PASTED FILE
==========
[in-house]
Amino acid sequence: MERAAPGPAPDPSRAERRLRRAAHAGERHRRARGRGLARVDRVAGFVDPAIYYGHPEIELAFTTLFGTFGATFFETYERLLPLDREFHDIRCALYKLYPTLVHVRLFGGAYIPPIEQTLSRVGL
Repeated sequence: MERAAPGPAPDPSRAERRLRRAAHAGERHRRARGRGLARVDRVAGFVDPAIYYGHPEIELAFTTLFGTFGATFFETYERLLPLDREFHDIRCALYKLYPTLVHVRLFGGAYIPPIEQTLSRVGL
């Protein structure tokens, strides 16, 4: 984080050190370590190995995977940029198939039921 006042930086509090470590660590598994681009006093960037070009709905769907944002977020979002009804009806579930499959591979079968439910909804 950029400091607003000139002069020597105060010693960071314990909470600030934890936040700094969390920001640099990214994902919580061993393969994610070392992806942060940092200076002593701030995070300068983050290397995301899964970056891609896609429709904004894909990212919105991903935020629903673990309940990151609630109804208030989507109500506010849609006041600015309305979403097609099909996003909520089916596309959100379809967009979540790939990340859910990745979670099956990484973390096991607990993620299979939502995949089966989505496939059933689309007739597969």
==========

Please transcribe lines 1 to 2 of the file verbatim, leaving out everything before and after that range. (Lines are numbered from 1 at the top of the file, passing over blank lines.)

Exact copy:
[in-house]
Amino acid sequence: MERAAPGPAPDPSRAERRLRRAAHAGERHRRARGRGLARVDRVAGFVDPAIYYGHPEIELAFTTLFGTFGATFFETYERLLPLDREFHDIRCALYKLYPTLVHVRLFGGAYIPPIEQTLSRVGL